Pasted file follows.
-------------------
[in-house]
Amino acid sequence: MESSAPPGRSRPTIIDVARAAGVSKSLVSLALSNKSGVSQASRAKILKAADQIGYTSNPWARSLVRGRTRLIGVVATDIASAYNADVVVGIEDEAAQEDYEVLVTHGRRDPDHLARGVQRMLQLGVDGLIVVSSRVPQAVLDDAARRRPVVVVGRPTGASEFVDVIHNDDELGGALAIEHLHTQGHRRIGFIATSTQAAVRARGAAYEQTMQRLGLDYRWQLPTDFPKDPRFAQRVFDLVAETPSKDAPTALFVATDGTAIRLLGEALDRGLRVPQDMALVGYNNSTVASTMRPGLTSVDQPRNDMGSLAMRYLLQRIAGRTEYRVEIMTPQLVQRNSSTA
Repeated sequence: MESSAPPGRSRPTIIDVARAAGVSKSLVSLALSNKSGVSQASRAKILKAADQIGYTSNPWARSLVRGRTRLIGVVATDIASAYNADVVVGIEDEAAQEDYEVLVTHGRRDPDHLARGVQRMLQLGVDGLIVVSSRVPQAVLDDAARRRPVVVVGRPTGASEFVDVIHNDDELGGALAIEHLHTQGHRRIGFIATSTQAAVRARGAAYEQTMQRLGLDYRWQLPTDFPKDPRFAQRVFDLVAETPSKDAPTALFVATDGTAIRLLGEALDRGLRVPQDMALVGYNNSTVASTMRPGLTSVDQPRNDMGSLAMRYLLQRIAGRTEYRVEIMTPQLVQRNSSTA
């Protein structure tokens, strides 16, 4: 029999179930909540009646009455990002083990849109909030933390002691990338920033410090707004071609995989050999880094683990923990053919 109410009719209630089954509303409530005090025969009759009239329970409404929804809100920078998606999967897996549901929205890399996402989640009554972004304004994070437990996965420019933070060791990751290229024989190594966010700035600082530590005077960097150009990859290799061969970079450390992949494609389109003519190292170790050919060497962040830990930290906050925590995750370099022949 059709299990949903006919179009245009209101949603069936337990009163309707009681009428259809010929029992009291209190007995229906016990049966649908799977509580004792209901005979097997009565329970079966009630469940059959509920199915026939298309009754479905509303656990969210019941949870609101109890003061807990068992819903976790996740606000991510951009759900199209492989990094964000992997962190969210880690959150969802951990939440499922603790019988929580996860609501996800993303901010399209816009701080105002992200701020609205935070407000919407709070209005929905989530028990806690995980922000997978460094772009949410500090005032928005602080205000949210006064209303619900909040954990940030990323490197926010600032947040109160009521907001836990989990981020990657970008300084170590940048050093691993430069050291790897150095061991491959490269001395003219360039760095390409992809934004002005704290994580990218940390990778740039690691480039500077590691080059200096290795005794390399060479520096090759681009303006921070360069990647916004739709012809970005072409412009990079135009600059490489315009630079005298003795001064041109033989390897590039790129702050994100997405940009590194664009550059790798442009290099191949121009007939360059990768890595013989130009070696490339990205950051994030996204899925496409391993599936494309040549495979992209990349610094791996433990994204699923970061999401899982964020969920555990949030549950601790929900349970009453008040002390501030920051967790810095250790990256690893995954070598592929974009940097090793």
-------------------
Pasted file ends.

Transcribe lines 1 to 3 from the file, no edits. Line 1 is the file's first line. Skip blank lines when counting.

[in-house]
Amino acid sequence: MESSAPPGRSRPTIIDVARAAGVSKSLVSLALSNKSGVSQASRAKILKAADQIGYTSNPWARSLVRGRTRLIGVVATDIASAYNADVVVGIEDEAAQEDYEVLVTHGRRDPDHLARGVQRMLQLGVDGLIVVSSRVPQAVLDDAARRRPVVVVGRPTGASEFVDVIHNDDELGGALAIEHLHTQGHRRIGFIATSTQAAVRARGAAYEQTMQRLGLDYRWQLPTDFPKDPRFAQRVFDLVAETPSKDAPTALFVATDGTAIRLLGEALDRGLRVPQDMALVGYNNSTVASTMRPGLTSVDQPRNDMGSLAMRYLLQRIAGRTEYRVEIMTPQLVQRNSSTA
Repeated sequence: MESSAPPGRSRPTIIDVARAAGVSKSLVSLALSNKSGVSQASRAKILKAADQIGYTSNPWARSLVRGRTRLIGVVATDIASAYNADVVVGIEDEAAQEDYEVLVTHGRRDPDHLARGVQRMLQLGVDGLIVVSSRVPQAVLDDAARRRPVVVVGRPTGASEFVDVIHNDDELGGALAIEHLHTQGHRRIGFIATSTQAAVRARGAAYEQTMQRLGLDYRWQLPTDFPKDPRFAQRVFDLVAETPSKDAPTALFVATDGTAIRLLGEALDRGLRVPQDMALVGYNNSTVASTMRPGLTSVDQPRNDMGSLAMRYLLQRIAGRTEYRVEIMTPQLVQRNSSTA